Turkey to re-run Istanbul election lost by Erdogan’s AKP

Robie de Guzman   •   May 7, 2019   •   1025

AK Party representative of high election board Recep Ozel saying fresh Istanbul mayoral election will be held on June 23, 2019. | Courtesy: Reuters

Turkish authorities on Monday (May 6) scrapped the result of a vote for Istanbul mayor lost by President Tayyip Erdogan’s candidate, responding to calls by his AK Party for a re-run, in a move that hit the lira and drew opposition accusations of “dictatorship.”

The High Election Board ruled that a fresh Istanbul mayoral contest will be held on June 23. The AK Party representative on the board, Recep Ozel, said the decision was based on unsigned results documents from the March 31 election and on some ballot box officials not being civil servants.

Turkey’s main opposition Republican People’s Party (CHP), which narrowly won the mayor’s office in the country’s largest city, called the ruling a “plain dictatorship.”

Ekrem Imamoglu, the CHP mayor who officially took office after a smattering of recounts were completed across Istanbul last month, also condemned the YSK for annulling the results under AKP pressure.

Reuters witnesses said people were banging on pots and pans in protest against the ruling in several Istanbul districts.

The AKP had appealed for an election re-run after initial results and a series of recounts showed it had lost control of Istanbul for the first time in 25 years.

It was a shock loss for Erdogan, who in the 1990s served as the city’s mayor and had campaigned hard ahead of the nationwide local vote, his first electoral test since last year’s sharp currency crisis tipped the Turkish economy into recession.

Turkey held a re-run of general elections in 2015 when the AK Party failed for the first time since its founding to form a single-party government. In a repeat election, AK Party found the support to form it again. (REUTERS)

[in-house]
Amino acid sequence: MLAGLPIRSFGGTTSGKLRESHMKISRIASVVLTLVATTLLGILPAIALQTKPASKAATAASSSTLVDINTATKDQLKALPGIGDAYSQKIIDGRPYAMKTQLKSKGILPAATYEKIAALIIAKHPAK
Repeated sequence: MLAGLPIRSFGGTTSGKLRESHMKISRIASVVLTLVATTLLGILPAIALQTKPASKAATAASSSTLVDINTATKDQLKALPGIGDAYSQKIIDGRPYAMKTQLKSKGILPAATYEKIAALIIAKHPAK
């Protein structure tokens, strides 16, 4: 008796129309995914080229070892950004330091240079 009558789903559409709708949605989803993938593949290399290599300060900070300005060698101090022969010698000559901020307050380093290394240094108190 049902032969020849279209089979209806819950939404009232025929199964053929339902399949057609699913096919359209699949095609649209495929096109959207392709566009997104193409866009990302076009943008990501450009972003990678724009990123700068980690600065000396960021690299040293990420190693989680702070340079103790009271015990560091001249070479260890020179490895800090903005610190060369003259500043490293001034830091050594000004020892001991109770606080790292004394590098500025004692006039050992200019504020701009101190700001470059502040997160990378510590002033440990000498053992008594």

Russia, Turkey agree ceasefire deal for Syria’s Idlib

UNTV News   •   March 6, 2020

Turkey and Russia agreed a ceasefire deal on Thursday (March 5) in Syria’s Idlib region, their two leaders said after talks in Moscow to contain a conflict which has displaced nearly a million people in three months.

Russia and Turkey back opposing sides in Syria’s nine-year conflict, with Moscow supporting President Bashar al-Assad and Turkey backing some rebel groups. Several previous deals to end the fighting in Idlib have collapsed.

The latest offensive in Idlib by Assad’s forces, backed by Russian air strikes, sparked what the United Nations says may be the worst humanitarian crisis yet in a war that has driven millions from their homes and killed hundreds of thousands.

The Russian military has, however, repeatedly played down any talk of a refugee crisis and accused Turkey of violating international law by pouring enough troops into Idlib to make up a mechanised division.

Turkey, which has the second largest army in the transatlantic NATO alliance, has funnelled troops and equipment into the region in recent weeks to resist the Syrian government advance and prevent a wave of refugees over its southern border.

Russia also raced to reinforce its troops in Syria by sea and air before the Putin-Erdogan talks.

Assad himself has vowed to recapture “every inch” of Syrian territory, but his depleted military depends heavily on Moscow’s power and Iranian-backed militias on the ground. Iran was not a party to Thursday’s deal.

Speaking on Russian TV channel Russia 24, Syrian President, Bashar Al-Assad said the Russian-Syrian plan was to normalise relations with Turkey, despite their aggressive behaviour.

“Our common goal with Russia was and remains to make Turkey change its policy from the support of the terrorists and to bring our relations back to normal.” Assad said,”For us and for you (Russia), Turkey is a neighbour state, it would be natural to have normal relations with a neighbour state.